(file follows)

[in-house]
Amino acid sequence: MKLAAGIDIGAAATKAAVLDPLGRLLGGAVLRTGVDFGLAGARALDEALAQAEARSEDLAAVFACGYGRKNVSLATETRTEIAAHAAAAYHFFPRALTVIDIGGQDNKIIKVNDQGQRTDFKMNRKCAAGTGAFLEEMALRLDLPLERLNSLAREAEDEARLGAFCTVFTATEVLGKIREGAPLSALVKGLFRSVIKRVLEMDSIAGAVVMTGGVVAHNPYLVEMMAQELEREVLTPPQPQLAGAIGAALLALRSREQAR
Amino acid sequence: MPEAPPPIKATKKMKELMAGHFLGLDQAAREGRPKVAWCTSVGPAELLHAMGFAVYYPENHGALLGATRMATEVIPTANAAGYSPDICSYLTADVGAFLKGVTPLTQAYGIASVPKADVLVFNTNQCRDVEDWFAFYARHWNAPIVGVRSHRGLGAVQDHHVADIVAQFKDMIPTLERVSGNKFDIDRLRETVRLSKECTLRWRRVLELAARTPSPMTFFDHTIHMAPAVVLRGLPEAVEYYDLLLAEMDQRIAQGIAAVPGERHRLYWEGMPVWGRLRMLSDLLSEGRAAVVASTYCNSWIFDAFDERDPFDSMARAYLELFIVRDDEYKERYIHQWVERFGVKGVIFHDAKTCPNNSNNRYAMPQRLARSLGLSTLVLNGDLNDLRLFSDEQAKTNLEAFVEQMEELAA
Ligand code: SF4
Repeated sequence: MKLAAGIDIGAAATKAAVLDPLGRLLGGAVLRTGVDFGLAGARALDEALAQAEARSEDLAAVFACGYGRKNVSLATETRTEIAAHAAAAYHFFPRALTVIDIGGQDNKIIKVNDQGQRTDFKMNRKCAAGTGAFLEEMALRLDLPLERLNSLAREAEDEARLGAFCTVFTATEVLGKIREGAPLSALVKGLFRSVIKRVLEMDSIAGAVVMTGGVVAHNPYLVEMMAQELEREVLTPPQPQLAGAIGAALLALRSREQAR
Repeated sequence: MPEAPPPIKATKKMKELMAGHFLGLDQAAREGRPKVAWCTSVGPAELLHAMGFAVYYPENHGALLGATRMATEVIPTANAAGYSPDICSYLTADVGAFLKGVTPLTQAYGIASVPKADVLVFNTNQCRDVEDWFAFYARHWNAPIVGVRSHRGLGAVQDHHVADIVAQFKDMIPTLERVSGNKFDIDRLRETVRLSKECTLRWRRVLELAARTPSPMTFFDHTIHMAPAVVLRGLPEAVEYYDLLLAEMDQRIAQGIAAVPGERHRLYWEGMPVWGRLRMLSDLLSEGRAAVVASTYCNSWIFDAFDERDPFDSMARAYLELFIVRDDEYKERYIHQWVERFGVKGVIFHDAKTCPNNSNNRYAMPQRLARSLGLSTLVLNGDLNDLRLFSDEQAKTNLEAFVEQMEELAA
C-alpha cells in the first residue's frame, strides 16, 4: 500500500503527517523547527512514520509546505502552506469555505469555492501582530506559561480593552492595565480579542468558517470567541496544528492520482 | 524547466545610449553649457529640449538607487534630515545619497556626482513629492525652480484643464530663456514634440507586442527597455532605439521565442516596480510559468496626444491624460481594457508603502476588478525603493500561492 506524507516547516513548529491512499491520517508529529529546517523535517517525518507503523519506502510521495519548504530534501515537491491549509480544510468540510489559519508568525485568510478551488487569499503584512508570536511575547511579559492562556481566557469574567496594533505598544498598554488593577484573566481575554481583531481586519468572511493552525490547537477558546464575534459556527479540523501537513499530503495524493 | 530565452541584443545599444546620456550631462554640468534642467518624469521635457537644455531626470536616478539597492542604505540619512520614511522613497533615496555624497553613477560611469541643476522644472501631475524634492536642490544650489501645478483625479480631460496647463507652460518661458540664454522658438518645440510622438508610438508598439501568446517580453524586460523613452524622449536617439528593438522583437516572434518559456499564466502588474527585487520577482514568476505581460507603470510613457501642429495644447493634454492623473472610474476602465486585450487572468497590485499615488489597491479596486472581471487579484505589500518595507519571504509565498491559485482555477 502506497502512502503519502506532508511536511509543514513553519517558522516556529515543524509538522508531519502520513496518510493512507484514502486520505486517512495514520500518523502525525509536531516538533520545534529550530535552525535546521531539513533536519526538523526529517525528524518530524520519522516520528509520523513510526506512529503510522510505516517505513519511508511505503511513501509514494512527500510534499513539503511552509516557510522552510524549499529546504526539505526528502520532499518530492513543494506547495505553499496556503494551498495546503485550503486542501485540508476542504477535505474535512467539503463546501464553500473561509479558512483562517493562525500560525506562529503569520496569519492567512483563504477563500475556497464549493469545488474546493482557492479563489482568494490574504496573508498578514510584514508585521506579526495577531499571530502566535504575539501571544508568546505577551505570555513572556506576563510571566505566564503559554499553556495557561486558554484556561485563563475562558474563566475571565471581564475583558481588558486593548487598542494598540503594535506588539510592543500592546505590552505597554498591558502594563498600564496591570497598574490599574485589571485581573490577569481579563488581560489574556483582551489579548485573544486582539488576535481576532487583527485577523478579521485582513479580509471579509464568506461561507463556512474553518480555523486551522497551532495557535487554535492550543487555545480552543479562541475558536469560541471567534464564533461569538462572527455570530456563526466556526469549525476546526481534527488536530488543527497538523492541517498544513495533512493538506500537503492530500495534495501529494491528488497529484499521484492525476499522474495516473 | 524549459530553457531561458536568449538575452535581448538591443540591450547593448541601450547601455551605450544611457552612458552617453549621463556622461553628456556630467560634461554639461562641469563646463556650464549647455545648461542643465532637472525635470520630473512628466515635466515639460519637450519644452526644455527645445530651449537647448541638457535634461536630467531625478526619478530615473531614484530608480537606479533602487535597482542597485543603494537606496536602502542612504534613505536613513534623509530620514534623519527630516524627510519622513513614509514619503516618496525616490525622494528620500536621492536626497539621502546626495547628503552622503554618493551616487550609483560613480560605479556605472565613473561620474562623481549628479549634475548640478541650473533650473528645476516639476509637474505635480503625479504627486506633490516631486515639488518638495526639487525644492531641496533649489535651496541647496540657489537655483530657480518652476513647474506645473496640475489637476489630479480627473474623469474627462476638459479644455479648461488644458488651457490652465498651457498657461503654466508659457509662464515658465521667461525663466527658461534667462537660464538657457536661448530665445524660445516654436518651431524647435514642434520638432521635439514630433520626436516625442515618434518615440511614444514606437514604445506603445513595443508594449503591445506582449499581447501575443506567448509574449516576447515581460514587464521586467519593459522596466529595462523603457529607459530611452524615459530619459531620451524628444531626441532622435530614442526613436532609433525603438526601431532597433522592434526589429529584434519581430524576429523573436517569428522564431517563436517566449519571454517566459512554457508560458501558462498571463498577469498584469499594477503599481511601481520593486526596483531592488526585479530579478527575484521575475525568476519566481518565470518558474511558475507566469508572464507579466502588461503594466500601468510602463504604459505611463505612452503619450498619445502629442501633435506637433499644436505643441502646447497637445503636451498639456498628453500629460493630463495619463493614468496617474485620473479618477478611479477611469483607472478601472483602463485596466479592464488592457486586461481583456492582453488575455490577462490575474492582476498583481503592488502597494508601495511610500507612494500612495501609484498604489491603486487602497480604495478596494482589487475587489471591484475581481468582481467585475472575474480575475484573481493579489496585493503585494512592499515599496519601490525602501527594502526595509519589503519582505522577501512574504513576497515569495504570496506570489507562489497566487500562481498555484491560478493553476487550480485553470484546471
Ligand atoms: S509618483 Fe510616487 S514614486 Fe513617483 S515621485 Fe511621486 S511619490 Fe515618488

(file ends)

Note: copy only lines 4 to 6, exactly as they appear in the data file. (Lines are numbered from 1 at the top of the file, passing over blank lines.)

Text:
Ligand code: SF4
Repeated sequence: MKLAAGIDIGAAATKAAVLDPLGRLLGGAVLRTGVDFGLAGARALDEALAQAEARSEDLAAVFACGYGRKNVSLATETRTEIAAHAAAAYHFFPRALTVIDIGGQDNKIIKVNDQGQRTDFKMNRKCAAGTGAFLEEMALRLDLPLERLNSLAREAEDEARLGAFCTVFTATEVLGKIREGAPLSALVKGLFRSVIKRVLEMDSIAGAVVMTGGVVAHNPYLVEMMAQELEREVLTPPQPQLAGAIGAALLALRSREQAR
Repeated sequence: MPEAPPPIKATKKMKELMAGHFLGLDQAAREGRPKVAWCTSVGPAELLHAMGFAVYYPENHGALLGATRMATEVIPTANAAGYSPDICSYLTADVGAFLKGVTPLTQAYGIASVPKADVLVFNTNQCRDVEDWFAFYARHWNAPIVGVRSHRGLGAVQDHHVADIVAQFKDMIPTLERVSGNKFDIDRLRETVRLSKECTLRWRRVLELAARTPSPMTFFDHTIHMAPAVVLRGLPEAVEYYDLLLAEMDQRIAQGIAAVPGERHRLYWEGMPVWGRLRMLSDLLSEGRAAVVASTYCNSWIFDAFDERDPFDSMARAYLELFIVRDDEYKERYIHQWVERFGVKGVIFHDAKTCPNNSNNRYAMPQRLARSLGLSTLVLNGDLNDLRLFSDEQAKTNLEAFVEQMEELAA